http://reviews.cnet.com/4660-6449_7-6759944.html

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Offline snip3r

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« Last Edit: June 04, 2008, 14:02 by snip3r »

Offline petetherock

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What is a future proof amp?
« Reply #42 on: July 23, 2008, 22:49 »
In order to avoid confusion on what makes a future proof amp, this will help...
Plus, I do not think an amp without pre-outs can be labelled as future proof...

http://www.avsforum.com/avs-vb/showthread.php?p=8690911#post8690911

Quote
5.1/7.1 PCM, HDMI, and DSP - An Explanation of the Future-Proof Receiver


First things first, HDMI 1.3 is unnecessary for a receiver, a future-proof receiver with HDMI 1.1 is all you need.

Words of caution:

1) Only some receivers with HDMI currently on the market output audio over HDMI, others simply ignore the audio signal and act as a switcher (i.e. Pioneer 1016tx).

2) Movie soundtracks are recorded with the .1 (LFE) channel 10db quieter than the rest of the channels. It is a receiver's job to increase the .1 channel by 10 db, when fed a Dolby or DTS signal. Some receivers do NOT apply this 10 db increase to PCM signals over HDMI, reproducing the bass much quieter than the rest of the soundtrack. See here for more information (including which receivers do what).

3) Some PS3 games (Ridge Racer 7) will only output 7.1 and 2.0 PCM, and thus, will only output 2.0 PCM when settings indicate a 5.1 channel setup. For such games, setting the output to DD will allow 5.1 channel setups to experience properly downmixed 5.1 channels of audio.

Defintions:

These aren't rigorous, so cut me some slack.

Simple Processing
- Level trimming (volume balancing)
- Distance adjustment
- Bass management

Surround Processing
- Dolby Pro-Logic IIx provides surround upmixing from 5.1 pre-HDMI Dolby formats and two channel formats to 6.1 and 7.1 channels.
- DTS EX provides surround upmixing from specially encoded 5.1 pre-HDMI DTS formats into 6.1 channels (7.1 too?).
- Some receivers also have THX Select2 provides advanced THX processing that attempts to improve sound quality for small rooms from sound formats that were originally mixed for theaters. Also provides surround upmixing from 5.1 channels to 7.1 channels.

EQ Processing
- Some receivers provide advanced equalization, or adjustment of the volume of specific frequency bands, to help correct room acoustical problems (some even in the time-domain, i.e. Audessy).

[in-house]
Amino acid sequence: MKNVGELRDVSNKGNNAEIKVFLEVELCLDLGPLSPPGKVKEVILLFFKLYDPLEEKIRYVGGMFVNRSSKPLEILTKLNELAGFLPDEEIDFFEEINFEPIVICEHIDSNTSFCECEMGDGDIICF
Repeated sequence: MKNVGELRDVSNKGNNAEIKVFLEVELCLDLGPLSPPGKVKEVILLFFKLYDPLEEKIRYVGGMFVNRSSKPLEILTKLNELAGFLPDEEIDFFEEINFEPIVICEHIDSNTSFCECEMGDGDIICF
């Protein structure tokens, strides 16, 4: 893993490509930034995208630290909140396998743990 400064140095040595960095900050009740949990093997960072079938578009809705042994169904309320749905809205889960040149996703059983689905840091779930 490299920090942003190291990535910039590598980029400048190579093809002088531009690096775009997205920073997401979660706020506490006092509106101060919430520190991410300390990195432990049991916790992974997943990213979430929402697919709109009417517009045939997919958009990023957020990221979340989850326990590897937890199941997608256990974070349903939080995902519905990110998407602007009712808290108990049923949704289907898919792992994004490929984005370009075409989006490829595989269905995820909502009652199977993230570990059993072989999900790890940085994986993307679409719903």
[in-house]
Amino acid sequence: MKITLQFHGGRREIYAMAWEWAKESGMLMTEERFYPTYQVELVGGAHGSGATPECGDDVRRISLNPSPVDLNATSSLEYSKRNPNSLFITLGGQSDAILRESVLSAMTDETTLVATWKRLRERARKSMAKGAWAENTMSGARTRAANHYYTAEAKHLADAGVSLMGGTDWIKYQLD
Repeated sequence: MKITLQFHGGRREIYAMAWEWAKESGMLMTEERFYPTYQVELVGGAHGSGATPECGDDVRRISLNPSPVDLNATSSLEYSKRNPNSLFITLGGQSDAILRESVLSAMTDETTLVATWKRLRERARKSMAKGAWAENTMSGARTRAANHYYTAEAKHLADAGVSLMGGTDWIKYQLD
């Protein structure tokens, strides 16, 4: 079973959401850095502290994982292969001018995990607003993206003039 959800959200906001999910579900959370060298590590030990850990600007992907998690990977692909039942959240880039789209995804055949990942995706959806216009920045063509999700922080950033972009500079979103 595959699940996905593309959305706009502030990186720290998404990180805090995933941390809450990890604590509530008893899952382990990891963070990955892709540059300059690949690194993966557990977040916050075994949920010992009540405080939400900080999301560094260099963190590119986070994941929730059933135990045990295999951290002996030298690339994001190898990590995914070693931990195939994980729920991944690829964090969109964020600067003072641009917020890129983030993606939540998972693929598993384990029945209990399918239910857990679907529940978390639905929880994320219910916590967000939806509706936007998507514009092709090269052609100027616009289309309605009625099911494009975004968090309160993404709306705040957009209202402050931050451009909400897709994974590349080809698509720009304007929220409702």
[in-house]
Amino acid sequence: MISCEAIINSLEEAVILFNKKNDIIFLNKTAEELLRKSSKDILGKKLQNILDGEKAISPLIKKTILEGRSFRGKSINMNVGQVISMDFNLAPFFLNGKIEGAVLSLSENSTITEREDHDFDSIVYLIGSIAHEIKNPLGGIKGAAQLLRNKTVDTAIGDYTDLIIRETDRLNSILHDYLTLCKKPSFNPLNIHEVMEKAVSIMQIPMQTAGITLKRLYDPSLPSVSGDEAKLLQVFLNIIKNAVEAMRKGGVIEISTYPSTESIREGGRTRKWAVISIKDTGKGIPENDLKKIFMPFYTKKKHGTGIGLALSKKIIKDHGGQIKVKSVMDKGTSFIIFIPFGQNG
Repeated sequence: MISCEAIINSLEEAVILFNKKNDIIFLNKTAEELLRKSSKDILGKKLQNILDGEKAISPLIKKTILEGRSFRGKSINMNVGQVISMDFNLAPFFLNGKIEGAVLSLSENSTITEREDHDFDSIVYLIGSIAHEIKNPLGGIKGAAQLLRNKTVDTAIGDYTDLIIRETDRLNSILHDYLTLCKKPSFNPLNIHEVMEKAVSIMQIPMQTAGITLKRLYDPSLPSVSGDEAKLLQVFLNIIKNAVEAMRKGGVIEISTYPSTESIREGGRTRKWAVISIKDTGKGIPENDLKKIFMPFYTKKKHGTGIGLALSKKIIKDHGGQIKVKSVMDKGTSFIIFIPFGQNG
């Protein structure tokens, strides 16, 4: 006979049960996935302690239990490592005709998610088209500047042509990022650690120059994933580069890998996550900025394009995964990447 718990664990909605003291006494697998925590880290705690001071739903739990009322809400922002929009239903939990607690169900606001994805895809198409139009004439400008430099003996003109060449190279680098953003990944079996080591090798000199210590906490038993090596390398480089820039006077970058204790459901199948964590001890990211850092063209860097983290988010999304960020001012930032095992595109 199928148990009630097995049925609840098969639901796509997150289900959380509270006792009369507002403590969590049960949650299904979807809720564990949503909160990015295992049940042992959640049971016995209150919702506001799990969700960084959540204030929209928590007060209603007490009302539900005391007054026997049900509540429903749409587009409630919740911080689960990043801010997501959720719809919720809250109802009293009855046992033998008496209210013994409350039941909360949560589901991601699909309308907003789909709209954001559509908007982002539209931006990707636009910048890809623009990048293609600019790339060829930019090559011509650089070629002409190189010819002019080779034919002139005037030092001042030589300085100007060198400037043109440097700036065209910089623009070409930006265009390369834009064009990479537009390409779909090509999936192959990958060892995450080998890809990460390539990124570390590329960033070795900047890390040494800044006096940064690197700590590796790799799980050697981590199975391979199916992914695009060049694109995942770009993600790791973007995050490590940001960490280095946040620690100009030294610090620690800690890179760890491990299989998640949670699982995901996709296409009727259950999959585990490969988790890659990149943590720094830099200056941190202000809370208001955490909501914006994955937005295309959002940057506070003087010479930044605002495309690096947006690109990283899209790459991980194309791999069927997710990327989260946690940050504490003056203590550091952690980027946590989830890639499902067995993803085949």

Analog
- Provides one analog channel of lossless uncompressed PCM audio.
- Most receivers have 5.1 analog inputs, some have 7.1.

SPDIF (Coaxial, Optical)
- Provides two channel lossless uncompressed PCM audio.
- Provides all pre-HDMI Dolby and DTS formats (5.1/6.1).

HDMI 1.1
- Provides up to 8 (7.1) channels of lossless uncompressed PCM audio.
- Provides all pre-HDMI Dolby and DTS formats (5.1/6.1).
- Provides DVD-Audio streaming as PCM.

HDMI 1.2
- Adds SACD streaming as proprietary DSD format.

HDMI 1.3
- Adds up to 8 (7.1) channels of post-HDMI Dolby and DTS formats (TrueHD, etc.).

Current HD-DVD and Blue-Ray Players
- Provides pre-HDMI and post-HDMI formats through analog outputs in lossless uncompressed PCM format.
- Provides pre-HDMI and post-HDMI formats through HDMI output in lossless uncompressed PCM format.
- Provides pre-HDMI formats through HDMI output in bitstream compressed format (Dolby/DTS).
- Limited to 5.1 channels (7.1 channels will come with later players).

PS3
- Provides 7.1 channels.
- 7.1 titles include: Resistance of Man (7.1 discrete video game), Descent (6.1 matrixed to 7.1), and Crank (6.1 matrixed to 7.1).


Levels of Receivers:

Level 1
5.1 receivers that provide SPDIF, 5.1 analog input channels and provide all three processing stages on digital sources.

Examples: Virtually all 5.1 receivers.

Level 2
7.1 receivers that provide SPDIF, 5.1 analog inputs, and provide all three processing stages on digital sources.

Level 3
7.1 receivers that provide SPDIF, 5.1 analog inputs, and 5.1 HDMI PCM but can't perform surround processing on PCM digital sources.

Examples: Panasonic XR57 (no processing at all).

Level 3.5 (added late in the game)
7.1 receivers that provide SPDIF, 7.1 analog inputs, and 5.1 HDMI PCM but can't perform surround processing on PCM digital sources.

Examples: Onkyo x04 series.

Level 4
7.1 receivers that provide SPDIF, 5.1/7.1 analog inputs, and 7.1 HDMI PCM but can't perform surround processing on PCM digital sources.

Examples: Panasonic XR700 (no processing at all). Onkyo 605. Sony STR-DG810 and higher.

Level 5
7.1 recievers that provide SPDIF, 5.1/7.1 analog inputs, 5.1 HDMI PCM, and allow all three processing types on all digital signals.

Examples: HK 645 and higher. Marantz SR6001 and higher (only with latest firmware?).

Level 6
7.1 receivers that provide SPDIF, 5.1/7.1 analog inputs, 7.1 HDMI PCM, and allow all three processing types on all digital signals.

Examples: All HDMI Denons. Yamaha RX-V661/HTR-6060 and higher. Pioneer Elite 81TXV and higher. Onkyo 705 and higher. Integra *.8 series.


Future-proof decisions:

If you don't care about 7.1 surround sound, then all receivers are future proof.

If you don't care about 7.1 surround sound for post-HDMI Dolby and DTS formats, or using generally inferior DACs in your player for post-HDMI Dolby and DTS formats, then receivers Level 2 and higher are future proof.

If you don't care about 7.1 audio for post-HDMI Dolby and DTS formats, then receivers Level 3 and higher are future proof.